You’re never too old to vote

Rosita Levy, 92, recently voted for the first time. 

Ellen Futterman

Randi Schenberg, community relations director at Crown Center, emailed me a lovely story about a resident named Rosita Levy that I’d in turn like to share.

Rosita remembers when women weren’t allowed to vote. Was it that memory that prevented her from doing so or was it how she was raised?  And when she left Egypt in 1998 to start a new life in the United States, what about then?  Women could vote here but she did not.  

She proudly became a citizen in 2003 but found that old habits die hard and never registered or cast a ballot, no matter the issue.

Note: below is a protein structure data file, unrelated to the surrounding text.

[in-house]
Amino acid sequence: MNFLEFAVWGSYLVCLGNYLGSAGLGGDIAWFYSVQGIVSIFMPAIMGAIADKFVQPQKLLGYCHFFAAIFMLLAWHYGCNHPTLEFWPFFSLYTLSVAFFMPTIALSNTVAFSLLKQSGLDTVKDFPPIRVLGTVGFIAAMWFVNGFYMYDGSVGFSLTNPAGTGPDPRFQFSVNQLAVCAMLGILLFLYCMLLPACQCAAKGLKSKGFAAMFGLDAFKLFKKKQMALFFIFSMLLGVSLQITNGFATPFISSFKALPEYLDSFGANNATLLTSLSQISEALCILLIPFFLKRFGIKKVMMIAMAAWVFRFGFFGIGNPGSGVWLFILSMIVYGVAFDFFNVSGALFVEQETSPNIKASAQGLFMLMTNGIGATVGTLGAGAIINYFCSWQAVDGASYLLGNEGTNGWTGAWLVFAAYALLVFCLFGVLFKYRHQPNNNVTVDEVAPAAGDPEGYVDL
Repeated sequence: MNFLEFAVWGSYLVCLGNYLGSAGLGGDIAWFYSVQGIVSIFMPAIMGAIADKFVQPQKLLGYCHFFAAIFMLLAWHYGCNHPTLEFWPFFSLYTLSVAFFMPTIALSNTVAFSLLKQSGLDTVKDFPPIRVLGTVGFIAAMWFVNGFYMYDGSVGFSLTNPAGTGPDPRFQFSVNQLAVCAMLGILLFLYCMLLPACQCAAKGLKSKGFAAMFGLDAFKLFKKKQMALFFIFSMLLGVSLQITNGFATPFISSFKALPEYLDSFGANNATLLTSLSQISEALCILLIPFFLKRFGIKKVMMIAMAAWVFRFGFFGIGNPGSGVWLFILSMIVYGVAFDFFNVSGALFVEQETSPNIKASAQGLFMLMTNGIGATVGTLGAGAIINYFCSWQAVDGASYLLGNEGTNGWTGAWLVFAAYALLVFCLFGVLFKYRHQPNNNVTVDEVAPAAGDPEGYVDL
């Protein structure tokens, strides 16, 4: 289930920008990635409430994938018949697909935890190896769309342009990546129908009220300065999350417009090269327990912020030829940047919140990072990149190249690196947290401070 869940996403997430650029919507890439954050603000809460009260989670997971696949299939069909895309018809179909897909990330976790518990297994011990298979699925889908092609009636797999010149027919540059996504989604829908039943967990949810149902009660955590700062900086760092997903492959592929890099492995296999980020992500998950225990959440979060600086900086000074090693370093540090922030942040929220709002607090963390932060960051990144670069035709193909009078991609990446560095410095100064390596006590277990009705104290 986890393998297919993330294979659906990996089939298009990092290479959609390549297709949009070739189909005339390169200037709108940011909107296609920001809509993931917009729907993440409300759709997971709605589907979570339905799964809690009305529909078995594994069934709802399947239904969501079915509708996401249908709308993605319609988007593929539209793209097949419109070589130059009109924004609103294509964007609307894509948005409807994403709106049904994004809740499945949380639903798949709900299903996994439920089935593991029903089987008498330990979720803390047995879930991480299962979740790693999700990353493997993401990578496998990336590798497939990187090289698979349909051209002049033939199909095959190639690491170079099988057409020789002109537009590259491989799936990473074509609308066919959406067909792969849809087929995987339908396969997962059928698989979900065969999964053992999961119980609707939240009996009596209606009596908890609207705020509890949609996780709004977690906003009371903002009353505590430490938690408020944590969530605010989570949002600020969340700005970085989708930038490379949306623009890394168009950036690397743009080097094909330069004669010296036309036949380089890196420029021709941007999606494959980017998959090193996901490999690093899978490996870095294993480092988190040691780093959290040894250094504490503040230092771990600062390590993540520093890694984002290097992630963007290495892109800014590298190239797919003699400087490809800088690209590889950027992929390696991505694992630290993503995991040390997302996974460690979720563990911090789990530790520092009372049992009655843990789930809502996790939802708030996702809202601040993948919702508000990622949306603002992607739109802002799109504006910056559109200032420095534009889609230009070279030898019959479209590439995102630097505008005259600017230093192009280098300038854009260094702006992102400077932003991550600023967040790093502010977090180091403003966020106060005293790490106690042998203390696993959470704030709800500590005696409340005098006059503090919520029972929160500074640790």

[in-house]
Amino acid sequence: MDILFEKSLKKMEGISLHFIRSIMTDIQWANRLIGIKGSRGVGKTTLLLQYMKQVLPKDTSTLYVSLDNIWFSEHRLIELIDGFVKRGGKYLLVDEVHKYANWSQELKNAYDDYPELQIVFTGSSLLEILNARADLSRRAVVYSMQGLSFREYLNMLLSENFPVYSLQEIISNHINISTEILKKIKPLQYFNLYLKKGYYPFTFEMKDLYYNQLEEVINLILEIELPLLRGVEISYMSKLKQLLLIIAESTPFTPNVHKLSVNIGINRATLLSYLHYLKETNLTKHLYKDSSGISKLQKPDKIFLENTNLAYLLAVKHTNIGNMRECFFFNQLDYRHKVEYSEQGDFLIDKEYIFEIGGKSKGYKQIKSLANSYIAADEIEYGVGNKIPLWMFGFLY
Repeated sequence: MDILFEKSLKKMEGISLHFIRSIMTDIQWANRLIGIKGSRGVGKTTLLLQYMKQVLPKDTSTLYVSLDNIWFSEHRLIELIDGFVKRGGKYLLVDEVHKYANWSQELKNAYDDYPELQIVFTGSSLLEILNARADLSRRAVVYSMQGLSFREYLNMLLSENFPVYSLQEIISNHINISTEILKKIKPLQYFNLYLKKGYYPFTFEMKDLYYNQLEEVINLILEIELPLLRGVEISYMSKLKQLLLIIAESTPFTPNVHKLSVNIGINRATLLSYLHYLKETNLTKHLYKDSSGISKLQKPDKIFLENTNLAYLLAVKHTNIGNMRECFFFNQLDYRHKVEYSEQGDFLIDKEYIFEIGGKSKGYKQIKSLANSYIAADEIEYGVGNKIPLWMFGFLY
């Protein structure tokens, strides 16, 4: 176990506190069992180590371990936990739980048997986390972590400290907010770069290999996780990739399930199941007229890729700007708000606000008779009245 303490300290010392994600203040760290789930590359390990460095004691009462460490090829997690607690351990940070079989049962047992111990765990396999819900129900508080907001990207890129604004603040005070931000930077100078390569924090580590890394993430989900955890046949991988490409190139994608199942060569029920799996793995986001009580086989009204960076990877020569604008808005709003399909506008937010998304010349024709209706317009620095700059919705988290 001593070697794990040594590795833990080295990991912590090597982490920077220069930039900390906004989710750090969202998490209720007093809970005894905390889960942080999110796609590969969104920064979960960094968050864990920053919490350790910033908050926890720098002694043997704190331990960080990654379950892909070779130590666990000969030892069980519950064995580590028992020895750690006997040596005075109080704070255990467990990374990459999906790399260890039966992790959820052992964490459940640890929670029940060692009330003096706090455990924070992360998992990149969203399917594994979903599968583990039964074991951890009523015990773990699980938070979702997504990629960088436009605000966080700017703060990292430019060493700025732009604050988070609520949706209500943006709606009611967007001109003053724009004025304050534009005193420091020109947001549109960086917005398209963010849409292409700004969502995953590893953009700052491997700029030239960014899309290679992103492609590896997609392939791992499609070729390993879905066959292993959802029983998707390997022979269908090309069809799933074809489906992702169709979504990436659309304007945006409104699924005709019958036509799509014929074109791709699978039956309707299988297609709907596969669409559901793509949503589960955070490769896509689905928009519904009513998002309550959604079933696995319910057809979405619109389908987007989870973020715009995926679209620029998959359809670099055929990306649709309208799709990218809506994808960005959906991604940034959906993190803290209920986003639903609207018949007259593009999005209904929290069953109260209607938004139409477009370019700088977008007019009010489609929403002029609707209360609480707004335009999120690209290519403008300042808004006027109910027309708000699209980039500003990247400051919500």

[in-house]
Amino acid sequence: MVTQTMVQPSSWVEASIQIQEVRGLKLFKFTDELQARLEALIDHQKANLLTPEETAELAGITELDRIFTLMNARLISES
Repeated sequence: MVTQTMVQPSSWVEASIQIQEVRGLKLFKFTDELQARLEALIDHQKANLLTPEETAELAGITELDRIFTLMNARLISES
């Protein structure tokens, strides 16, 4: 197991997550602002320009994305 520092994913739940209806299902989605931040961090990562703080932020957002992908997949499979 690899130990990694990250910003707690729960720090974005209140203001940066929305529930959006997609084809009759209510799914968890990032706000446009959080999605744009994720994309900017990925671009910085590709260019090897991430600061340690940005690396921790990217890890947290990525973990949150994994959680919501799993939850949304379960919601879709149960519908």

So, what motivated her to vote in 2020?  Was it being 92 years old and fearing that this might be her last opportunity? Was it the issues on the ballot or the candidates running this year? 

“Not really,” said Rosita. “Everyone’s voting this time.  All of the TV ads are encouraging you to vote.  My neighbors at Crown Center are all voting.  I decided it was time.”

 You might think that the issues on the ballot or the different candidates would be reason enough but not in this case.  It was more the act of voting that motivated Rosita.

Crown Center board member, Nancy Novack, helped Rosita with the process of registration and getting an absentee ballot.  Rosita was grateful for the help and found the process simple.  

“Overall,” she said, “it was a good experience.”

ADVERTISEMENT
Beth Shalom Cemetery ad

It must have been.  At age 92, Rosita Levy made a life changing decision — “From now on, I think I’ll vote.”